And in the Churchillian spirit to which he aspires, he should rouse the nation from its lockdown lethargy — still protecting the vulnerable, but encouraging others to get down to business before the summer holidays.
We know from the PHE data that people in their late teens, 20s and early 30s are least at risk from the virus. They should be encouraged to go back to work with immediate effect.
A child has his temperature taken at Harris Primary Academy in south London as up to 2million pupils were due to return to class on Monday
A child has his hand sanitised with the help of a member of staff at a Croydon Primary School on Monday morning. While children skipped in the playground while watched by teachers in full PPE
Similarly, the Government should try to get all primary school children back to their lessons, since their risks of contracting the virus are so negligible.
In France and Denmark, school reopening has made absolutely no difference to the infection figures.
Social distancing regulations in shops, pubs and restaurants should also be relaxed to one metre, following many European countries.
And the Government must rethink its mad plan to introduce a 14-day quarantine for international arrivals to the UK — certainly the killer blow for the beleaguered travel industry.
This must just be the start. To encourage enterprise, the Chancellor should cut VAT and slash stamp duty.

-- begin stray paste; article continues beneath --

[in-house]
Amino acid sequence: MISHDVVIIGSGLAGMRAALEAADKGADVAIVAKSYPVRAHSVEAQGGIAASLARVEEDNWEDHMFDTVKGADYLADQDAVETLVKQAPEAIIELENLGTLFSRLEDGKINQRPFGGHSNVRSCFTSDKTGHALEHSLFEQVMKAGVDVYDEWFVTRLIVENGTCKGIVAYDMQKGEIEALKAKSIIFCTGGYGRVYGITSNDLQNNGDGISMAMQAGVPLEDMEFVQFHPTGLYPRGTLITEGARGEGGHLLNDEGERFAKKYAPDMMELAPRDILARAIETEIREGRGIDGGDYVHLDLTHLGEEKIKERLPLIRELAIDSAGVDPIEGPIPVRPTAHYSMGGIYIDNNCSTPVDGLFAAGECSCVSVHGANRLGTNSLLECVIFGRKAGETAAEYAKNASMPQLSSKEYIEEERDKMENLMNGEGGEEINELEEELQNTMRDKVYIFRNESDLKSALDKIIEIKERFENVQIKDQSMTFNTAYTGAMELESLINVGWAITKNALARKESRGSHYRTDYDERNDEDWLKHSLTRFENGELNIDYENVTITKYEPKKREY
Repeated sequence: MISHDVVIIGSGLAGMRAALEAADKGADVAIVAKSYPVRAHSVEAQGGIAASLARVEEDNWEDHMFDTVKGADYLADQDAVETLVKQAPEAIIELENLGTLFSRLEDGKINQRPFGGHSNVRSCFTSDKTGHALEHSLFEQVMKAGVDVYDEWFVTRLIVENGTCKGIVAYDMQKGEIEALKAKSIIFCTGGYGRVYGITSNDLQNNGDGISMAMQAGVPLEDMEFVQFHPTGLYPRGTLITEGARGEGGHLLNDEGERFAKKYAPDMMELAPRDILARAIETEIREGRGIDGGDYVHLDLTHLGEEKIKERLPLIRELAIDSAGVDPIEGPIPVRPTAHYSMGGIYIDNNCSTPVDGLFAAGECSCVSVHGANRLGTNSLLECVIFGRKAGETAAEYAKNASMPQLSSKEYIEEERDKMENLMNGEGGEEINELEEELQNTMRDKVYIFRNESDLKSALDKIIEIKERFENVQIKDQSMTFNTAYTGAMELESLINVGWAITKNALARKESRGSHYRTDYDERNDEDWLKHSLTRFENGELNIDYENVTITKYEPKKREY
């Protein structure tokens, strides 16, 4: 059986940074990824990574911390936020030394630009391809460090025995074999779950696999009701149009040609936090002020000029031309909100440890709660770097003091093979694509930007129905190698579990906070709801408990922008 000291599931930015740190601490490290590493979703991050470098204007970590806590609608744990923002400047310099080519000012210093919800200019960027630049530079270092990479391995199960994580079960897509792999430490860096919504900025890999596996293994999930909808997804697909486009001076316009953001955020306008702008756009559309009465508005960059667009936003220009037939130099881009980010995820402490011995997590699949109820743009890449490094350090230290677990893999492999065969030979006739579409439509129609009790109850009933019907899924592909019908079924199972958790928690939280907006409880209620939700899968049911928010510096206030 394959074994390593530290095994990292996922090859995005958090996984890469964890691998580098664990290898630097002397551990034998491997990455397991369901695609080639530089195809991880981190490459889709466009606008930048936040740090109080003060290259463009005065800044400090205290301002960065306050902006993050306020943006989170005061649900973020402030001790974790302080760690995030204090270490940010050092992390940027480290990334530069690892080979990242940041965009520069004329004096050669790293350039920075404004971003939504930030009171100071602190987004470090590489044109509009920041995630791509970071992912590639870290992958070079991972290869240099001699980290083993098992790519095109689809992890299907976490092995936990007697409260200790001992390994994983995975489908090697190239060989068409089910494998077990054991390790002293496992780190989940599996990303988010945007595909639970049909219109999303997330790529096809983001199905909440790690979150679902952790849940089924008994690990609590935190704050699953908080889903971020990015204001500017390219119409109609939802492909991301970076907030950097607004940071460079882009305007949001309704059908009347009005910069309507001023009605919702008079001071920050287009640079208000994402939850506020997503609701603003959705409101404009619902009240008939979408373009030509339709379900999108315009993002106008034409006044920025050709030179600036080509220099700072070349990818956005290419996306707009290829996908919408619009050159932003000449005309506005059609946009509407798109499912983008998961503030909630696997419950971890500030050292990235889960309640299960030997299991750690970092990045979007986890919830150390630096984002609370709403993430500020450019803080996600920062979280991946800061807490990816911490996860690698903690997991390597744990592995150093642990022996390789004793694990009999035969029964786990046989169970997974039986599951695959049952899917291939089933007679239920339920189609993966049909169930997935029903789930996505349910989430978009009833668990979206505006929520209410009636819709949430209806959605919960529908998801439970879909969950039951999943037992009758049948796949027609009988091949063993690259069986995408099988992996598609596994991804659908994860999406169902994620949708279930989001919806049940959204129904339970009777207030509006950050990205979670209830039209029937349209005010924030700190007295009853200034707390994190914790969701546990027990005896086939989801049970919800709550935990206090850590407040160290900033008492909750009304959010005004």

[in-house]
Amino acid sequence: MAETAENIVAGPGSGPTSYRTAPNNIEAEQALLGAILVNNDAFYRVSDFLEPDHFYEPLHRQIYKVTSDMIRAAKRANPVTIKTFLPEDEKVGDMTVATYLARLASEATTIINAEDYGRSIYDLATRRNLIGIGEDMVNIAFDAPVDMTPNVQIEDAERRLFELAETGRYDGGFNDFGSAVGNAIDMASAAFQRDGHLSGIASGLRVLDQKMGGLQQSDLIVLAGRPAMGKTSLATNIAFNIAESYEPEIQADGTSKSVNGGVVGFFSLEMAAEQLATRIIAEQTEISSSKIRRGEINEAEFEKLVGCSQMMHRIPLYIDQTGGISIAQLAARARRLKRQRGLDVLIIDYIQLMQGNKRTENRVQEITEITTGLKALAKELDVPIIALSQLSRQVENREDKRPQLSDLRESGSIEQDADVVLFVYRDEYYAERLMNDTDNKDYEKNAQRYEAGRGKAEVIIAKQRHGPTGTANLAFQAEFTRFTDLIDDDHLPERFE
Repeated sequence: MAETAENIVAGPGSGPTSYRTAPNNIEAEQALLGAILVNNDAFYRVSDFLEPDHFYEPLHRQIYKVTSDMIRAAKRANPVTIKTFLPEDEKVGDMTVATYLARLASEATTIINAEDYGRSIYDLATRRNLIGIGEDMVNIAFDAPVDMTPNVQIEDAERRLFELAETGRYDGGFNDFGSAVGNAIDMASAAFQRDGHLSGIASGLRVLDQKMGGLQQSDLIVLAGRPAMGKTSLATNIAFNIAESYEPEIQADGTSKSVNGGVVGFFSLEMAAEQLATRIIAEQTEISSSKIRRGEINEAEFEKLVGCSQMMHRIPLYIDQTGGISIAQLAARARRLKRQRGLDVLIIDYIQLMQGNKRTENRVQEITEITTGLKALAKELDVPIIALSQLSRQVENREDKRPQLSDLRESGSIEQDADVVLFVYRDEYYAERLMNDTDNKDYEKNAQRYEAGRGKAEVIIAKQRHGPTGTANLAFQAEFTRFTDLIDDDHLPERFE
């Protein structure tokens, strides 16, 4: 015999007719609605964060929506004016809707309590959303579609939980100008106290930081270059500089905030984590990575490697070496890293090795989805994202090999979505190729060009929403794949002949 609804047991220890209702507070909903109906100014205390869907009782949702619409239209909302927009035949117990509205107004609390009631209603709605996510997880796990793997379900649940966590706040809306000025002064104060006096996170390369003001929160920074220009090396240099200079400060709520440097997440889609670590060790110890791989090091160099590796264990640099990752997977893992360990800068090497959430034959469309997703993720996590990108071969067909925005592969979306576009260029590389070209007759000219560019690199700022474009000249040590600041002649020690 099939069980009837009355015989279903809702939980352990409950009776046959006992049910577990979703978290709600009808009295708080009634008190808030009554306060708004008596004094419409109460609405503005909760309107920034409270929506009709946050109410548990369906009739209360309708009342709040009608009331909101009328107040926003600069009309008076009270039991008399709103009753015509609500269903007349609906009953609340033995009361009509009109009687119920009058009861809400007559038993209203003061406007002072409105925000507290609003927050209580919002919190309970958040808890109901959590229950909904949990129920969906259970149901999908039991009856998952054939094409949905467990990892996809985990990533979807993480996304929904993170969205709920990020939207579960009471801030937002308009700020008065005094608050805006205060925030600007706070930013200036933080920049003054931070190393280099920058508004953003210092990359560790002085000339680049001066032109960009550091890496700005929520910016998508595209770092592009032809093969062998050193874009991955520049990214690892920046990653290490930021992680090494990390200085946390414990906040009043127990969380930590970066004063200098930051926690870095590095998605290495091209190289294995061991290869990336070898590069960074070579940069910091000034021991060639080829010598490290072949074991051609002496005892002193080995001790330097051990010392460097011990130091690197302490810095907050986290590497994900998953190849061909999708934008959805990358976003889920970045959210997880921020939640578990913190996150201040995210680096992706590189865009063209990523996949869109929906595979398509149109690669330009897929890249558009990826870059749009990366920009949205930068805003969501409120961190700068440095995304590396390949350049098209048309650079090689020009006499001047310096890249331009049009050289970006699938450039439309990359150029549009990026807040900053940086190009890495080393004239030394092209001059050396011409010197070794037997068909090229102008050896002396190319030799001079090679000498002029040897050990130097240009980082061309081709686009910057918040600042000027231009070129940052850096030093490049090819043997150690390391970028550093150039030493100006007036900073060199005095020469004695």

And to show that Britain is open for business, he should offer tax breaks to new enterprises, invest in super-fast broadband and continue to fund major infrastructure projects such as HS2.
But of course there’s no point doing that if everybody is still at home, teaching their children French grammar or baking sourdough.
In the final analysis, our future depends not on a handful of ministers, but on us, the great majority of the British people, from schoolteachers and shopkeepers to car workers and business leaders.
To come through the economic blizzard, we will need to display the same spirit of self-sacrifice that so many people — especially in hospitals and care homes — have shown in fighting the pandemic. And those of us who are least at risk ought to show the way.
We need to roll up our sleeves, wash our hands and go back to work before it is too late. So wake up, Britain — and let’s get on with it.